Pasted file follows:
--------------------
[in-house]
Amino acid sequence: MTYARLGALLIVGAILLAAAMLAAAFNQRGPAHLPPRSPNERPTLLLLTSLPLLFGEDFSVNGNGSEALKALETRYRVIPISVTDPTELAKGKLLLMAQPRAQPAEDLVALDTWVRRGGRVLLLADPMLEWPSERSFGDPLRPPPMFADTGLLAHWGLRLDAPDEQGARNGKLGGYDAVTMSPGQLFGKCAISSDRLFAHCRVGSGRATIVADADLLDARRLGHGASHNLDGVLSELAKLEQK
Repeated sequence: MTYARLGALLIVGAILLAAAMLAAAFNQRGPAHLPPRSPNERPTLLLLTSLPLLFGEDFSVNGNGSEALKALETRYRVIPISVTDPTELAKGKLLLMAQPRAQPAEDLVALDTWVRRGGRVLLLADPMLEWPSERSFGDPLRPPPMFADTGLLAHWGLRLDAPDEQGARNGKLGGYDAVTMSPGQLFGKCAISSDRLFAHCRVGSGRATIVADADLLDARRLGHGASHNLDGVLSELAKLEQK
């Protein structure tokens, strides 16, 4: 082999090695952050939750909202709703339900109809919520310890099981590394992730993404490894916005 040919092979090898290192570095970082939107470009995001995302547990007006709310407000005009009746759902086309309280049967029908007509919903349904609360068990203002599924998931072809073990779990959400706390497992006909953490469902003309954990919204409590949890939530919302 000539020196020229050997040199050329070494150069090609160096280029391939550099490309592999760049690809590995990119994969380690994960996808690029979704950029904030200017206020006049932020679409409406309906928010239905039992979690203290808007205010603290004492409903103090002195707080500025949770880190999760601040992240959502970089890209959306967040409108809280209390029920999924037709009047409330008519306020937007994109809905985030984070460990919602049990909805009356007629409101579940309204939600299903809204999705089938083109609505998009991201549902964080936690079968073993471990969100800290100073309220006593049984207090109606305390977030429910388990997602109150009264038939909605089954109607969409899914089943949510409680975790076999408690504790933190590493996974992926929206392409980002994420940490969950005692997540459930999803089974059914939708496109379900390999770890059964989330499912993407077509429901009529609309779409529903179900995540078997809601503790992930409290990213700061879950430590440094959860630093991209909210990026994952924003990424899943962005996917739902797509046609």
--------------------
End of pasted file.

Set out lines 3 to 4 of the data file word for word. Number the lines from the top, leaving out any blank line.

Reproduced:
Repeated sequence: MTYARLGALLIVGAILLAAAMLAAAFNQRGPAHLPPRSPNERPTLLLLTSLPLLFGEDFSVNGNGSEALKALETRYRVIPISVTDPTELAKGKLLLMAQPRAQPAEDLVALDTWVRRGGRVLLLADPMLEWPSERSFGDPLRPPPMFADTGLLAHWGLRLDAPDEQGARNGKLGGYDAVTMSPGQLFGKCAISSDRLFAHCRVGSGRATIVADADLLDARRLGHGASHNLDGVLSELAKLEQK
């Protein structure tokens, strides 16, 4: 082999090695952050939750909202709703339900109809919520310890099981590394992730993404490894916005 040919092979090898290192570095970082939107470009995001995302547990007006709310407000005009009746759902086309309280049967029908007509919903349904609360068990203002599924998931072809073990779990959400706390497992006909953490469902003309954990919204409590949890939530919302 000539020196020229050997040199050329070494150069090609160096280029391939550099490309592999760049690809590995990119994969380690994960996808690029979704950029904030200017206020006049932020679409409406309906928010239905039992979690203290808007205010603290004492409903103090002195707080500025949770880190999760601040992240959502970089890209959306967040409108809280209390029920999924037709009047409330008519306020937007994109809905985030984070460990919602049990909805009356007629409101579940309204939600299903809204999705089938083109609505998009991201549902964080936690079968073993471990969100800290100073309220006593049984207090109606305390977030429910388990997602109150009264038939909605089954109607969409899914089943949510409680975790076999408690504790933190590493996974992926929206392409980002994420940490969950005692997540459930999803089974059914939708496109379900390999770890059964989330499912993407077509429901009529609309779409529903179900995540078997809601503790992930409290990213700061879950430590440094959860630093991209909210990026994952924003990424899943962005996917739902797509046609």